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Backgrounder on Updating Disposal Rules for New Types of Low-Level Waste

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The Nuclear Regulatory Commission is amending its rules for the disposal of some low-level radioactive wastes. These wastes include depleted uranium left over from the uranium enrichment process, and “blended” waste, a mixture of different waste types with different levels of radioactivity. These wastes did not exist in large quantities and were not analyzed when the current rules were put in place. Before they can be disposed, the new rules will require an analysis of the specific disposal facility and the specific wastes. This analysis would show whether the overall system can safely contain the wastes. The new rules would also apply to other wastes that have not been considered, such as from future spent-fuel reprocessing or other fuel cycle facilities.

Background

Low-level waste is defined as radioactive waste that is not spent nuclear fuel, transuranic waste, uranium mill tailings (sandy residue from processing uranium ore) or high-level waste. It has been contaminated with radioactive materials or has become radioactive itself. Low-level waste includes protective clothing, cleaning supplies, filters, sealed sources, components from nuclear power plants, medical equipment and laboratory tissues.

Depleted uranium also meets the NRC’s definition of low-level waste. Depleted uranium is unique because it actually becomes more radioactive as it decays over thousands of years. Since 2006, the NRC has issued licenses for four new commercial uranium enrichment facilities. Each of these facilities can generate large amounts of depleted uranium. While reviewing these license applications, NRC staff began planning for the need to dispose of this depleted uranium.

Low-level waste is classified and disposed of based on its radioactivity. Blending takes Class A waste—the least radioactive class—and combines it with waste that exceeds the Class A limit for radioactivity. Blending would create larger quantities of Class A waste near the upper limit of radioactivity for this class of waste. Nuclear utilities in 36 states began looking at mixing their low-activity and high-activity waste in 2008. At that time, the states lost access to disposal for the higher activity waste when the Barnwell facility in South Carolina closed to much of the nation. Class A waste could still be sent for disposal at a Class A facility in Utah, but waste generators were left storing any waste that did not meet those limits.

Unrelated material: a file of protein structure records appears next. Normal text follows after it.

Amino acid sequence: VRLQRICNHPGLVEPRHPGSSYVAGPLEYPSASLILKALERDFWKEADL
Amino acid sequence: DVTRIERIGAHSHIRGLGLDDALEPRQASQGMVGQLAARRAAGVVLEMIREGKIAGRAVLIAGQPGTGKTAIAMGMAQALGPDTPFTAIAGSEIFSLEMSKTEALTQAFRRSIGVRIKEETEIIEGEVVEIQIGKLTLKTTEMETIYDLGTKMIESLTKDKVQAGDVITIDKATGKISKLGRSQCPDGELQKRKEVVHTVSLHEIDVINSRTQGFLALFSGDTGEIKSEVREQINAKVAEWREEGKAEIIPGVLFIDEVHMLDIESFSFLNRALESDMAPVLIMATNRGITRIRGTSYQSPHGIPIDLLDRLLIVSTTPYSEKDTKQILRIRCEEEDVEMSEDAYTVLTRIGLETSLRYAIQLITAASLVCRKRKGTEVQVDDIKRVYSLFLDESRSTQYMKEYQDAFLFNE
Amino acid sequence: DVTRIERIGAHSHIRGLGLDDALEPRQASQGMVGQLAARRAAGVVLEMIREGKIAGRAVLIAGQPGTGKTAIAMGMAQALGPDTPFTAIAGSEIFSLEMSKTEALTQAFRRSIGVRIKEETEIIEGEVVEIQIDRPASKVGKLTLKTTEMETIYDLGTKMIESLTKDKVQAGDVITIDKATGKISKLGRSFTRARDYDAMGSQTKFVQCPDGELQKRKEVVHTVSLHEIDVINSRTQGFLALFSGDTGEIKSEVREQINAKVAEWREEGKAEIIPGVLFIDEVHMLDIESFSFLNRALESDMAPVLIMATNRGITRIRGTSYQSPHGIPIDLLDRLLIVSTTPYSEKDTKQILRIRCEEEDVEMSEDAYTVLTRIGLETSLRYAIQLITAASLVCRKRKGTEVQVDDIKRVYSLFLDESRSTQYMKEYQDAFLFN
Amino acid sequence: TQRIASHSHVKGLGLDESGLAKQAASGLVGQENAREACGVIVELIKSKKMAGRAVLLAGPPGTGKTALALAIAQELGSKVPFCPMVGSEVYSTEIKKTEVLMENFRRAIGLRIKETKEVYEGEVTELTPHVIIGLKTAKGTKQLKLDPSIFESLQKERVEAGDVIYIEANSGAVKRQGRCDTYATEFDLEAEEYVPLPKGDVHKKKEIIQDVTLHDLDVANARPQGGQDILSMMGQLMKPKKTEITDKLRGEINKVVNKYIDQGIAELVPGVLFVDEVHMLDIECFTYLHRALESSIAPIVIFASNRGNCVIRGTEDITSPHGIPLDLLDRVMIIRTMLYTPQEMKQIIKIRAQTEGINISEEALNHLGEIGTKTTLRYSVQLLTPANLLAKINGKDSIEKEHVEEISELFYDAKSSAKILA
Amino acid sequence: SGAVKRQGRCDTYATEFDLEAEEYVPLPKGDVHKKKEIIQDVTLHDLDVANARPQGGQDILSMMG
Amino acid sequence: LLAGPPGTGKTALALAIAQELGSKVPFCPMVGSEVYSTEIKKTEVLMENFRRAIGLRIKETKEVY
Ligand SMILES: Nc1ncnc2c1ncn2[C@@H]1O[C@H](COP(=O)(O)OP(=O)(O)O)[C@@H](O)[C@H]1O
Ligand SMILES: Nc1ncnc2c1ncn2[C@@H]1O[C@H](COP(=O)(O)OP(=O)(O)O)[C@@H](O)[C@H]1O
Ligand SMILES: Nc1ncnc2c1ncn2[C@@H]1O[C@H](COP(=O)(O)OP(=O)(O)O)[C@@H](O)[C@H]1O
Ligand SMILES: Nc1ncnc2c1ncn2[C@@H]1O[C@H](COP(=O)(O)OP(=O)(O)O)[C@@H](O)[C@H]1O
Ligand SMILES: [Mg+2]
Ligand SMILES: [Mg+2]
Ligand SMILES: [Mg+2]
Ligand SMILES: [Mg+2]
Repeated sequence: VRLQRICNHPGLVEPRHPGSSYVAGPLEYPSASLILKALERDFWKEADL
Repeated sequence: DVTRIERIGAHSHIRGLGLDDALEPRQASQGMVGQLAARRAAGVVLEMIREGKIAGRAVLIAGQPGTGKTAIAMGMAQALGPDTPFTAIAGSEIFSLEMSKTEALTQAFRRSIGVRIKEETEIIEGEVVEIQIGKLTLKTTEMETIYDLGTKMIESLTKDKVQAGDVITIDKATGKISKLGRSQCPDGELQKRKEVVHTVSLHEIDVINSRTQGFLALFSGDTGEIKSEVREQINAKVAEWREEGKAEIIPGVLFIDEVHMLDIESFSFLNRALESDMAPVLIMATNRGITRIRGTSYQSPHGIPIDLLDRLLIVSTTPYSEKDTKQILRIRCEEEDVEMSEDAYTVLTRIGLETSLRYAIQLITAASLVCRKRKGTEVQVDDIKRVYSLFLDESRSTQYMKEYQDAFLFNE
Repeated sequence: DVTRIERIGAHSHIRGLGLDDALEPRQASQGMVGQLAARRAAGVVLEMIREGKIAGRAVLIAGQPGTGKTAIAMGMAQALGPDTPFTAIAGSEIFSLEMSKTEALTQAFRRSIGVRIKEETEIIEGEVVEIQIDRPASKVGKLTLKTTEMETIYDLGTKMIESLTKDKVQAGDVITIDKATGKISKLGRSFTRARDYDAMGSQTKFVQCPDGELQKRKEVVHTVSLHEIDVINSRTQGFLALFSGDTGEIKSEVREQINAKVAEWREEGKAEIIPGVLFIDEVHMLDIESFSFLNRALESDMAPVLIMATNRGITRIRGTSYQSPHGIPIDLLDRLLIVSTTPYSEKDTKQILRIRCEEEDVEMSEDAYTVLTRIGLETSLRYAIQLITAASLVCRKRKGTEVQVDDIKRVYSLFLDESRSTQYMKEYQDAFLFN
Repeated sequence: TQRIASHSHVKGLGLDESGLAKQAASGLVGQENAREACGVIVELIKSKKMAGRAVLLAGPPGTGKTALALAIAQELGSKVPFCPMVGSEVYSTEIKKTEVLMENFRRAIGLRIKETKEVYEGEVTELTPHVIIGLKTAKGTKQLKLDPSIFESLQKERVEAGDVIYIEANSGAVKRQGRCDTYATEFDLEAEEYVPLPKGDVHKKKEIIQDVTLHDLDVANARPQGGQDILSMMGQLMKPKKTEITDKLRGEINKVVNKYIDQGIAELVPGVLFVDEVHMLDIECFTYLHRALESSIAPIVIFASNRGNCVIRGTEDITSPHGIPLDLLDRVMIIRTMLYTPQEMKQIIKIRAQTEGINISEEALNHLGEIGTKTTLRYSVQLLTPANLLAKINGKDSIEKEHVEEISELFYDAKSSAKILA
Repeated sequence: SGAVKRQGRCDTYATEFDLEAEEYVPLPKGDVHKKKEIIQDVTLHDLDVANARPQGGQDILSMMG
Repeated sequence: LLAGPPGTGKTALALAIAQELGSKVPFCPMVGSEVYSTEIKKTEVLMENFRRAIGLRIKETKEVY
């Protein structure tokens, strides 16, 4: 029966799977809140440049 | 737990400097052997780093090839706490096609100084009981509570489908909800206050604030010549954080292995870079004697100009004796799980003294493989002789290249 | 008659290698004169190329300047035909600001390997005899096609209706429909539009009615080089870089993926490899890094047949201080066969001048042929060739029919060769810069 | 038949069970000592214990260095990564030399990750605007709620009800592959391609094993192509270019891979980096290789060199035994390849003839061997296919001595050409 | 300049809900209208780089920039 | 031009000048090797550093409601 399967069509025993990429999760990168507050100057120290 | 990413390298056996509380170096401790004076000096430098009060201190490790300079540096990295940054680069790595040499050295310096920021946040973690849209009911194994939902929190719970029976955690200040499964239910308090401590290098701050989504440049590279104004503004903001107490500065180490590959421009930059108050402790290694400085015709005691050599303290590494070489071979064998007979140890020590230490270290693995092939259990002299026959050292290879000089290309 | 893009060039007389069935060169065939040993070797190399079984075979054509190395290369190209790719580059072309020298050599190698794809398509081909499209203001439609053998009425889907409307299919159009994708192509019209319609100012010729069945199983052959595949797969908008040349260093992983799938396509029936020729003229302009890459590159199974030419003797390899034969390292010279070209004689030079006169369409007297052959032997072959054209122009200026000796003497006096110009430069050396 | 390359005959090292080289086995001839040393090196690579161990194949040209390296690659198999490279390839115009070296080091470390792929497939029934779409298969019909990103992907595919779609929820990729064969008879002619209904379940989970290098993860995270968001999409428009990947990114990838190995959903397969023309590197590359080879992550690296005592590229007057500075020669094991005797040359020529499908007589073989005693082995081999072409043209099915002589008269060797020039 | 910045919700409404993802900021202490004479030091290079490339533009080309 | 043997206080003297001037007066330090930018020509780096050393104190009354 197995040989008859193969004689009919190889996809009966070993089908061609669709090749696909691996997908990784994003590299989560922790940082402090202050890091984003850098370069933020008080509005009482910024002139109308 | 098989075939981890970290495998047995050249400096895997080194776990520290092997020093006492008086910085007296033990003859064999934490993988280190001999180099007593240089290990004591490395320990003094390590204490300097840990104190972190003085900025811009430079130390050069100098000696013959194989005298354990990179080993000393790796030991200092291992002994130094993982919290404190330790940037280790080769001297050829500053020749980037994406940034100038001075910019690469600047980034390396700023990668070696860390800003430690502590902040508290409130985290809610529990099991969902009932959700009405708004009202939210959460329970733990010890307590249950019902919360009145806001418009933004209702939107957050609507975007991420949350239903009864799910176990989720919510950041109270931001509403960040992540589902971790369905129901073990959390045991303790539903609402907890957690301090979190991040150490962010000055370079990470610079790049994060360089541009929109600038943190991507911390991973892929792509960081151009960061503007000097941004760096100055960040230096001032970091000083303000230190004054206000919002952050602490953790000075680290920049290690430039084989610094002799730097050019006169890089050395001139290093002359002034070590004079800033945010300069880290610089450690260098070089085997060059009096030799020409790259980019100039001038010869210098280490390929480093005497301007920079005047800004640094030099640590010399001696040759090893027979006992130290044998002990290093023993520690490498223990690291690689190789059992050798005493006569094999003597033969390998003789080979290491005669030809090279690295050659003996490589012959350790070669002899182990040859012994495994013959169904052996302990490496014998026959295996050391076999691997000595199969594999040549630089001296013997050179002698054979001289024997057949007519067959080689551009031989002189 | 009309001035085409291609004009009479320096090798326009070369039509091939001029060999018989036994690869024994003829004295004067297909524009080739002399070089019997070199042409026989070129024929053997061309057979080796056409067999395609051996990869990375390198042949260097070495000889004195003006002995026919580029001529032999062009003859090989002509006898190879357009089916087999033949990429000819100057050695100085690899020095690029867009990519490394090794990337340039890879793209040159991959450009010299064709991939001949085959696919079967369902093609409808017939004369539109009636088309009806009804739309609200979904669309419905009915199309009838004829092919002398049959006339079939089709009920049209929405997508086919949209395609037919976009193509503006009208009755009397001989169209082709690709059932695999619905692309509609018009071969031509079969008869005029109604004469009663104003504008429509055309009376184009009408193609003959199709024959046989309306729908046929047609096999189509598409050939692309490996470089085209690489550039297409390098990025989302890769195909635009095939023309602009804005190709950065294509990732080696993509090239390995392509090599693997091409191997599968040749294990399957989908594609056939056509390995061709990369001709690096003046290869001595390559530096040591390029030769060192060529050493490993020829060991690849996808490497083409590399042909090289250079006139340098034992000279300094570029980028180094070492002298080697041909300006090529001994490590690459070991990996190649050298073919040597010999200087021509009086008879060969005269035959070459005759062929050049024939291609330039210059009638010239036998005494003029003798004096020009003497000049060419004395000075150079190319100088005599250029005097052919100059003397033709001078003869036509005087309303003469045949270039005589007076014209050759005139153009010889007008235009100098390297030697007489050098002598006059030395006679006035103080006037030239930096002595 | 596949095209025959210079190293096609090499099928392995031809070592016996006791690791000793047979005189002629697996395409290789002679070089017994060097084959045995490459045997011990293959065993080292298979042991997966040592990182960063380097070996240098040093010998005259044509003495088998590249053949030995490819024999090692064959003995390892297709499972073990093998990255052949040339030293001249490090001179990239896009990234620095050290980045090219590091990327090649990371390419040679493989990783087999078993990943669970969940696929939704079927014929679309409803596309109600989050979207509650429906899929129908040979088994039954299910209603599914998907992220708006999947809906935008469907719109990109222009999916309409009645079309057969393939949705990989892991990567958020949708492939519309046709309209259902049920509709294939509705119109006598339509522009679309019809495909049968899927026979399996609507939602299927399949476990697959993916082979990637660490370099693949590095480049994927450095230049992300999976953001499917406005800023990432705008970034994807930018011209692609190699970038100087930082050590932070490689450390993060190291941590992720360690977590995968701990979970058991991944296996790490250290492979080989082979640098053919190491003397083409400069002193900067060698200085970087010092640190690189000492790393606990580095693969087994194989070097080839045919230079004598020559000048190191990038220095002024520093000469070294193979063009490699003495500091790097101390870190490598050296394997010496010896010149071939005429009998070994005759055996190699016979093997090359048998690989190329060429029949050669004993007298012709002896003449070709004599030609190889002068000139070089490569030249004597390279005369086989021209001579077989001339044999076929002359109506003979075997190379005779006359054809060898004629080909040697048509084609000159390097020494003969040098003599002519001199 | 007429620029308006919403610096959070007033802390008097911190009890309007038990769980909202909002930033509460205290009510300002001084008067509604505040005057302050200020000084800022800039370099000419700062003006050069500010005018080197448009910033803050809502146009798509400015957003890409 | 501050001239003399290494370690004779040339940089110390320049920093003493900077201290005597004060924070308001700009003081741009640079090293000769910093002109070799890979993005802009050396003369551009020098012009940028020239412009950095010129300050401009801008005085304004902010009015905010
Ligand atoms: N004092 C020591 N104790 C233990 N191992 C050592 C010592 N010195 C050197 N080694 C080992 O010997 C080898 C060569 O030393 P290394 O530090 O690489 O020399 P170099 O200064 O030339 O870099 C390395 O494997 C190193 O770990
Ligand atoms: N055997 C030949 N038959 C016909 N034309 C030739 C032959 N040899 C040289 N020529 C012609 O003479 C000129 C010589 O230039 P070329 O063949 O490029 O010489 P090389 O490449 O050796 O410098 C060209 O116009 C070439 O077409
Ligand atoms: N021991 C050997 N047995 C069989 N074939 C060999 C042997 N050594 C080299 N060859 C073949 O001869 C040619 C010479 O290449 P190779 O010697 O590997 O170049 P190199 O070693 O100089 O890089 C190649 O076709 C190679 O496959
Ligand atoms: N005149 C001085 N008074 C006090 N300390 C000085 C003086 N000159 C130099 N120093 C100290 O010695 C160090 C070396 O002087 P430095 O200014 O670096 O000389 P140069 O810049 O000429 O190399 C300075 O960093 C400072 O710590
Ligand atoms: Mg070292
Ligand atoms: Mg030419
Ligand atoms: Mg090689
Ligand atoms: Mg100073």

The NRC is responsible for ensuring the safe disposal of low-level waste from commercial activities. NRC regulations found in 10 CFR Part 61 set minimum standards for the performance of disposal facilities to protect public health and the environment. The regulations give operators flexibility in how to meet those standards. When the rules were developed, no commercial facilities were producing large amounts of depleted uranium waste or Class A waste near the upper radioactivity limit. So, the impacts of disposing of these wastes were not explicitly considered.

The staff prepared a technical analysis that concluded safe disposal of this waste depends on the specific geology, geography and climate of the disposal site. The Commission then directed the staff to amend NRC regulations and provide guidance for meeting them. The new rules will require a site-specific analysis for disposing of the unanalyzed waste streams and provide technical parameters for conducting the analysis.

Low-Level Waste Disposal Sites

Low-level waste is sent to licensed, privately-operated disposal facilities. Either the NRC or an Agreement State issues the license, which specifies the classes of waste the facility can accept. There are 37 states that have agreements with the NRC to regulate radioactive materials. The four active low-level waste disposal facilities in the United States are in Agreement States:

  • EnergySolutions Barnwell Operations, Barnwell, S.C.
  • U.S. Ecology, Richland, Wash.
  • EnergySolutions Clive Operations, Clive, Utah
  • Waste Control Specialists, Andrews, Texas

Rulemaking Process

There are several steps to the NRC process for developing the new rule. In September 2009, the NRC held public workshops to solicit early input on issues associated with the rulemaking. Using that input, the NRC developed a technical document to support the new rule. The agency also took comments on several preliminary versions of proposed rule language. Based on that feedback, the agency is now developing the proposed rule, which will be published for comment in the Federal Register.  The NRC will analyze and respond to the comments, make any necessary changes, and with Commission approval, publish a final rule in the Federal Register. It would become effective one year after the final rule is published. Agreement States will have three years from the publication date to adopt compatible regulations.

For more details, see these documents related to the rulemaking.

June 2014

Page Last Reviewed/Updated Friday, June 27, 2014